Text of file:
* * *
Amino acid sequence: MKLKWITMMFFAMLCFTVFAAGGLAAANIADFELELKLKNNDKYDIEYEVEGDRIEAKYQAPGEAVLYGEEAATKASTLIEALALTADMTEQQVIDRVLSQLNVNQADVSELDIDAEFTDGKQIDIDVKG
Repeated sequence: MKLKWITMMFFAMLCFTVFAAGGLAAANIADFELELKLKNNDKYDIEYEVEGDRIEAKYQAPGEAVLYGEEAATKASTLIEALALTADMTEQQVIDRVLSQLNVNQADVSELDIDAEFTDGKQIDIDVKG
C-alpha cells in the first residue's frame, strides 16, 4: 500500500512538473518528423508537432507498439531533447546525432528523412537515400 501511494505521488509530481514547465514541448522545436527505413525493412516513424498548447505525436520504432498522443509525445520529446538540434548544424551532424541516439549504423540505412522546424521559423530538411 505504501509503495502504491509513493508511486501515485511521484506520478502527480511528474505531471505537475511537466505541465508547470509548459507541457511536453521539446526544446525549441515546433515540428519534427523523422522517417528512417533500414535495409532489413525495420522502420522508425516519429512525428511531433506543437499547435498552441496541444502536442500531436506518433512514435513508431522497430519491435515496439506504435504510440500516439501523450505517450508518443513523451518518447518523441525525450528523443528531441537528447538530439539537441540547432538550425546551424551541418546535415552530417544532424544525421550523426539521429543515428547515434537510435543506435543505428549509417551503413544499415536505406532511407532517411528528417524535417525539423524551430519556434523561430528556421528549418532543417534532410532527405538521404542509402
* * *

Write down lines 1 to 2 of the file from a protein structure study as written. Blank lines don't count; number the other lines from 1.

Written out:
Amino acid sequence: MKLKWITMMFFAMLCFTVFAAGGLAAANIADFELELKLKNNDKYDIEYEVEGDRIEAKYQAPGEAVLYGEEAATKASTLIEALALTADMTEQQVIDRVLSQLNVNQADVSELDIDAEFTDGKQIDIDVKG
Repeated sequence: MKLKWITMMFFAMLCFTVFAAGGLAAANIADFELELKLKNNDKYDIEYEVEGDRIEAKYQAPGEAVLYGEEAATKASTLIEALALTADMTEQQVIDRVLSQLNVNQADVSELDIDAEFTDGKQIDIDVKG